Agriculture: Nebraska’s Heritage and Future

From Greg Ibach, Director, Nebraska Department of Agriculture

Nebraska agriculture has a great deal to celebrate during National Ag Week 2013. March 17 through 23, we pause to recognize Nebraska’s diverse agriculture industry, which includes a broad range of crop and livestock production, as well as related agribusiness industries. Agriculture supports our economy and provides the fiber of our culture, from the Panhandle to the urban landscapes of Lincoln and Omaha. It impacts each and every Nebraska citizen, and so a week-long celebration seems appropriate.

Nebraska is the 3rd largest agriculture-producing state in the nation, and the 5th most important agricultural exporting state. We rank in the top few states for production in many categories, including red meat, cattle, hogs, corn, wheat and soybeans, alfalfa and dry edible beans, to name a few. Through our global presence, “from Nebraska” is recognized as a premium category of U.S. agricultural products.

Even as we celebrate our success and accomplishments, we are looking forward, fostering a vision for Nebraska agriculture’s future. That vision includes career opportunities for students, whether they come from farms, ranches or urban areas. As Nebraska focuses on our natural strengths and resources to provide the food, feed, fiber and fuel to meet the demands of a growing world population, the employment field for agriculture and agriculture-related jobs is exploding. This includes traditional farming and ranching roles, as well as a new wave of careers that address food safety, consumer communication, transportation, industrial products and more.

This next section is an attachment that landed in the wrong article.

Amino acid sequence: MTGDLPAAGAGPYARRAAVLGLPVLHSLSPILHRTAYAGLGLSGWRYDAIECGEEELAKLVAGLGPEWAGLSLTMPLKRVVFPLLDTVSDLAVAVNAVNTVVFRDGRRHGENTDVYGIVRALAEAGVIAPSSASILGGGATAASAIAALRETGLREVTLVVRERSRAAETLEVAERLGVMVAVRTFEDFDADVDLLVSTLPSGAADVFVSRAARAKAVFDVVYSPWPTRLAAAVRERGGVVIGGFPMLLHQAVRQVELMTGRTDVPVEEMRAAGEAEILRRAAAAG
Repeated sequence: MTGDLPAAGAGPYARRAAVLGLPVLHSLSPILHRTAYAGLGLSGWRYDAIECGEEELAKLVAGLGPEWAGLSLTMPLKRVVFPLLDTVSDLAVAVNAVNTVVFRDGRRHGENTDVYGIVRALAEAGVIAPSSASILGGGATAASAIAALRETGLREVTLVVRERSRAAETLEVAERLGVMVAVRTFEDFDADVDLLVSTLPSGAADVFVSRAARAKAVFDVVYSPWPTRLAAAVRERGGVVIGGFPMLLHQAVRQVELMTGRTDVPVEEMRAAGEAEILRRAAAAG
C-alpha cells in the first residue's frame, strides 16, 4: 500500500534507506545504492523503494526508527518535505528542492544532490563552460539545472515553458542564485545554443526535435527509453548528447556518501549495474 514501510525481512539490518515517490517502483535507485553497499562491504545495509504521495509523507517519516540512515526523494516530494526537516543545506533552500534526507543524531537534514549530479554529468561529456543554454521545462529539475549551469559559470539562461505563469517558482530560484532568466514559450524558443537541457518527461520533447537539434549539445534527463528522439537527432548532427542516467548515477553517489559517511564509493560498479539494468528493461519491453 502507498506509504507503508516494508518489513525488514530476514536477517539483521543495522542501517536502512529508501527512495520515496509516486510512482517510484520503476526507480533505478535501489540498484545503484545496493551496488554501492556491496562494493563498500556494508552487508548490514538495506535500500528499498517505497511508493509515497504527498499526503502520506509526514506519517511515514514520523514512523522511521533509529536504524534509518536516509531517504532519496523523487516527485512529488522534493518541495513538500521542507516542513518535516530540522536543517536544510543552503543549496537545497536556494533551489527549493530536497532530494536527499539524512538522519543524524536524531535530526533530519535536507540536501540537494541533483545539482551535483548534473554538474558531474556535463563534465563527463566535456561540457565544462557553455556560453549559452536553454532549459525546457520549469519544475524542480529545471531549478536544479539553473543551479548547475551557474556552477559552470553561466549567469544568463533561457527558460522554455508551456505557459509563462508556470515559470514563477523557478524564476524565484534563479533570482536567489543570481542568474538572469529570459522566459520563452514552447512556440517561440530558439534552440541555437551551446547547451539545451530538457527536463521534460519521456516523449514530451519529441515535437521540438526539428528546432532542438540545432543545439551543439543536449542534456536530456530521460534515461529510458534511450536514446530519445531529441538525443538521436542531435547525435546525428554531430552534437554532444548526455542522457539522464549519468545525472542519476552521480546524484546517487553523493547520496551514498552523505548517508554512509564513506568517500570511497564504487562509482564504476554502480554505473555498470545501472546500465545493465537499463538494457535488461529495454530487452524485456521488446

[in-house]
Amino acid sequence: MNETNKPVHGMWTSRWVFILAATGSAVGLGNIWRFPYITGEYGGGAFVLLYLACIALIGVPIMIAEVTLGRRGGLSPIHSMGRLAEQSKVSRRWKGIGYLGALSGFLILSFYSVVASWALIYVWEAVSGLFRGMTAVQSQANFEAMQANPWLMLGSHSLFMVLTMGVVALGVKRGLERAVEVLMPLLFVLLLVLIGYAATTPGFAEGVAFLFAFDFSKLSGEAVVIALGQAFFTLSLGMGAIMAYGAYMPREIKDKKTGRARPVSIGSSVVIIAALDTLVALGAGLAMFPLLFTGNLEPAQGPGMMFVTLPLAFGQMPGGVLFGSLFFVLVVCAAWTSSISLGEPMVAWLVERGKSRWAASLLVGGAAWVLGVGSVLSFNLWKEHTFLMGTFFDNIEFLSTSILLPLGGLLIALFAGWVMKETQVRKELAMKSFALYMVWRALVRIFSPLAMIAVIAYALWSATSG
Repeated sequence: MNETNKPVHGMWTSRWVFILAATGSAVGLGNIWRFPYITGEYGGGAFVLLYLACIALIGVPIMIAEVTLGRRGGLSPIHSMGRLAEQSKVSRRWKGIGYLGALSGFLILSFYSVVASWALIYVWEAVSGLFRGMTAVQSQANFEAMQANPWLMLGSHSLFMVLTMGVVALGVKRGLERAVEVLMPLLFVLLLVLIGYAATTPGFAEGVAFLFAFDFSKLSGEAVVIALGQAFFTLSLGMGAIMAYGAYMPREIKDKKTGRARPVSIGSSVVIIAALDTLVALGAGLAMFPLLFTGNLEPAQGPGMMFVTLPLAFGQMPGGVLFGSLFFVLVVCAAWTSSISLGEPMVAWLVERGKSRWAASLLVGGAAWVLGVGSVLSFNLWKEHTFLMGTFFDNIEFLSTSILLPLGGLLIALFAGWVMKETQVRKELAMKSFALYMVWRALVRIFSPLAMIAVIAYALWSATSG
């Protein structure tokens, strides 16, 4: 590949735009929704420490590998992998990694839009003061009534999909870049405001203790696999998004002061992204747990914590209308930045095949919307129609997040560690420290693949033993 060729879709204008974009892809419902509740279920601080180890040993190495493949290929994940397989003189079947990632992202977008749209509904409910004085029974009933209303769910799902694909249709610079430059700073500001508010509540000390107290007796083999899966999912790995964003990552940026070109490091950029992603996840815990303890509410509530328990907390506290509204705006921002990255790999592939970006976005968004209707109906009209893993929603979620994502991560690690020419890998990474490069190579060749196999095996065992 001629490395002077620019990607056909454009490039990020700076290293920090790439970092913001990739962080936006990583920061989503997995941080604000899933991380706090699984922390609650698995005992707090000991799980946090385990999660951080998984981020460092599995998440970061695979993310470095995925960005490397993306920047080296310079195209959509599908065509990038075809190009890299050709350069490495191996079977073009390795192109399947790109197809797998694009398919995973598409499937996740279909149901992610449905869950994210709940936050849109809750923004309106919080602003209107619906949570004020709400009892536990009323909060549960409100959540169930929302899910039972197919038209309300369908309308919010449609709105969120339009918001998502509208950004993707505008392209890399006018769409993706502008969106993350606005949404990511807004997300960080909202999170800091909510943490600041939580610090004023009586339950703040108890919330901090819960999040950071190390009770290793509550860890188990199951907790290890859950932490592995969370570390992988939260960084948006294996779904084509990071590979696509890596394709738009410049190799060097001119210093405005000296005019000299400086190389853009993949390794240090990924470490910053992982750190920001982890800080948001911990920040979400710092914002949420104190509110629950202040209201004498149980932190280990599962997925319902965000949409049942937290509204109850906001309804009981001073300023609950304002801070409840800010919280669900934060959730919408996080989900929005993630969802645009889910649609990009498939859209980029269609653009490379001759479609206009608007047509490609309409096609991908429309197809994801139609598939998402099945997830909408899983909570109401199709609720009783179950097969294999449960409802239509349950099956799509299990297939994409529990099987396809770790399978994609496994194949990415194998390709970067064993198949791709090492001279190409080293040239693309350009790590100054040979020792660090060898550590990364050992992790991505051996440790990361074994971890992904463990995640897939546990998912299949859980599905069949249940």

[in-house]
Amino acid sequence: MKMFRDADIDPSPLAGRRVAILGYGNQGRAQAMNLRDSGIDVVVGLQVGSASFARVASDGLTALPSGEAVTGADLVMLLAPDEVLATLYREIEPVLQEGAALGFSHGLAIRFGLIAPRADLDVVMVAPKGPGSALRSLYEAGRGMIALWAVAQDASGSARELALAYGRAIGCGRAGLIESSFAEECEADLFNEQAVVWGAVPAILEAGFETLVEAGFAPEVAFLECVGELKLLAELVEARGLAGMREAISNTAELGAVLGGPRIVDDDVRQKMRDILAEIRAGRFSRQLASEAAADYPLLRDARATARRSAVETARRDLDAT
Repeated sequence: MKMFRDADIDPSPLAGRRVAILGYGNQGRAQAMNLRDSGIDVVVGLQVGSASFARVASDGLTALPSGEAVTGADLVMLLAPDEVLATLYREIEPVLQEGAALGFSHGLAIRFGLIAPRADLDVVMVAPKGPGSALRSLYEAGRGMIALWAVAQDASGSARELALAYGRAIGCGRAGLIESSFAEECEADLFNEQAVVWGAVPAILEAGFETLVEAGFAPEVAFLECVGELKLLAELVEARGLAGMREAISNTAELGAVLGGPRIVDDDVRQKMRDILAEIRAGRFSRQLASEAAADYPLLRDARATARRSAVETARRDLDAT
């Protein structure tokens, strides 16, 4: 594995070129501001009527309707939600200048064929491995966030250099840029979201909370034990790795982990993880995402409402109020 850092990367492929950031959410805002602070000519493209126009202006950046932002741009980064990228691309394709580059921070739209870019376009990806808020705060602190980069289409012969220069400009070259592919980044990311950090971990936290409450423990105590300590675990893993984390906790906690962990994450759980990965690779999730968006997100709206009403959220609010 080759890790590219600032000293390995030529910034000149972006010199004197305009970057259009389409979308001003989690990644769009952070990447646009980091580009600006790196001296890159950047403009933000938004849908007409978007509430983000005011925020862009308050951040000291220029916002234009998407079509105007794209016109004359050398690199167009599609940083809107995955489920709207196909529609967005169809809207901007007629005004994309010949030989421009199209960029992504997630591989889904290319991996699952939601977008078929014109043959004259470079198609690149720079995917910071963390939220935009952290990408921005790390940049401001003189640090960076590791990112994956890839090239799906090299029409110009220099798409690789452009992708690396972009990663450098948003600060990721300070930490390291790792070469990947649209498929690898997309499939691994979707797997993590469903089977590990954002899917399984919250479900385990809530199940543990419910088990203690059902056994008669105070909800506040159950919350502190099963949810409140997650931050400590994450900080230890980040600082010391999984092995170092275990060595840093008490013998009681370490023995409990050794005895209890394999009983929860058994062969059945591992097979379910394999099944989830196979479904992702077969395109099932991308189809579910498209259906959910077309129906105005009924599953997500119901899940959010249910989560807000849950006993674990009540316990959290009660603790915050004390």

We can use these new career opportunities to help us build strong rural communities, if we are strategic about building upon our strong agricultural base. With 93 percent of Nebraska’s land area already devoted to farming and ranching, adding capacity and jobs will require us to look for new ways to add value to our already-successful baseline grain and livestock production sectors. This means layering additional livestock production, food processing, and agricultural manufacturing at locations throughout the state. By focusing on our agricultural base and moving up the value chain, we will create jobs that make sense for the rural parts of Nebraska.

Agricultural economic development is becoming a focused growth area. It truly is making this an exciting time to be involved in our industry. This Ag Week, and every week, I am proud to be a part of it. I hope you share my pride in or state’s economic backbone. Together let us celebrate and support the growth and evolution of our heritage and future, Nebraska Agriculture.

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